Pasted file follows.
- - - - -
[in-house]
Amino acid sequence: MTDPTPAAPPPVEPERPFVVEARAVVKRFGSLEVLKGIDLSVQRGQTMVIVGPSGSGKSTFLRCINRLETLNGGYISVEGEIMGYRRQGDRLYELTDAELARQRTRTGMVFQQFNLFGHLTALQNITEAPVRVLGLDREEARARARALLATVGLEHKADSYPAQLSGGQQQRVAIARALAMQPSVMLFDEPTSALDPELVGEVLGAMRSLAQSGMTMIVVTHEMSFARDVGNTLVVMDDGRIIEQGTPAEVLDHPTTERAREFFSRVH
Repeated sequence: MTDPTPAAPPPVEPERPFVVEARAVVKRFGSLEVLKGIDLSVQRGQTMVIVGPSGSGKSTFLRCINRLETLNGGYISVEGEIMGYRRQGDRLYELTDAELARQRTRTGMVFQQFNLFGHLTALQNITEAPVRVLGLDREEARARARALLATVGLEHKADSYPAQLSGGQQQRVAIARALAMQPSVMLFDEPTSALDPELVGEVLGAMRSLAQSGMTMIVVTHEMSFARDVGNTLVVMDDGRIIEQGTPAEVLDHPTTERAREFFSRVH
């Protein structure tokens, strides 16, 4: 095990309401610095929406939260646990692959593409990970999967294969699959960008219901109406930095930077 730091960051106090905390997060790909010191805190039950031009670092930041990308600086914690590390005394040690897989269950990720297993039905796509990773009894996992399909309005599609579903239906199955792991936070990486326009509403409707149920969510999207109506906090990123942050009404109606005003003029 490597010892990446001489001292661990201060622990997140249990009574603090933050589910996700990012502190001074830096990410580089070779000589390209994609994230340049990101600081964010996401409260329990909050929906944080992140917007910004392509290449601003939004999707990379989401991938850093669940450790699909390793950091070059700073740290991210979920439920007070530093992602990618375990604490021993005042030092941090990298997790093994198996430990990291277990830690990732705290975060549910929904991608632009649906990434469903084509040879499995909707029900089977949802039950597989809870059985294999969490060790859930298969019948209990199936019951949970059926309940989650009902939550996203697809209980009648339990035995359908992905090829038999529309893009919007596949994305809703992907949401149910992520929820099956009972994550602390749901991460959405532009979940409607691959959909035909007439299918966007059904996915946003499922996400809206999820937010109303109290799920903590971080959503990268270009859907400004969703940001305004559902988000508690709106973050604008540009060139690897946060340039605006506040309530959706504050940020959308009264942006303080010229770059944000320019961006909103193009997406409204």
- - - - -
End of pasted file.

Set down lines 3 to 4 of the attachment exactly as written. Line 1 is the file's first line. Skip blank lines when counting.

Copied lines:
Repeated sequence: MTDPTPAAPPPVEPERPFVVEARAVVKRFGSLEVLKGIDLSVQRGQTMVIVGPSGSGKSTFLRCINRLETLNGGYISVEGEIMGYRRQGDRLYELTDAELARQRTRTGMVFQQFNLFGHLTALQNITEAPVRVLGLDREEARARARALLATVGLEHKADSYPAQLSGGQQQRVAIARALAMQPSVMLFDEPTSALDPELVGEVLGAMRSLAQSGMTMIVVTHEMSFARDVGNTLVVMDDGRIIEQGTPAEVLDHPTTERAREFFSRVH
């Protein structure tokens, strides 16, 4: 095990309401610095929406939260646990692959593409990970999967294969699959960008219901109406930095930077 730091960051106090905390997060790909010191805190039950031009670092930041990308600086914690590390005394040690897989269950990720297993039905796509990773009894996992399909309005599609579903239906199955792991936070990486326009509403409707149920969510999207109506906090990123942050009404109606005003003029 490597010892990446001489001292661990201060622990997140249990009574603090933050589910996700990012502190001074830096990410580089070779000589390209994609994230340049990101600081964010996401409260329990909050929906944080992140917007910004392509290449601003939004999707990379989401991938850093669940450790699909390793950091070059700073740290991210979920439920007070530093992602990618375990604490021993005042030092941090990298997790093994198996430990990291277990830690990732705290975060549910929904991608632009649906990434469903084509040879499995909707029900089977949802039950597989809870059985294999969490060790859930298969019948209990199936019951949970059926309940989650009902939550996203697809209980009648339990035995359908992905090829038999529309893009919007596949994305809703992907949401149910992520929820099956009972994550602390749901991460959405532009979940409607691959959909035909007439299918966007059904996915946003499922996400809206999820937010109303109290799920903590971080959503990268270009859907400004969703940001305004559902988000508690709106973050604008540009060139690897946060340039605006506040309530959706504050940020959308009264942006303080010229770059944000320019961006909103193009997406409204």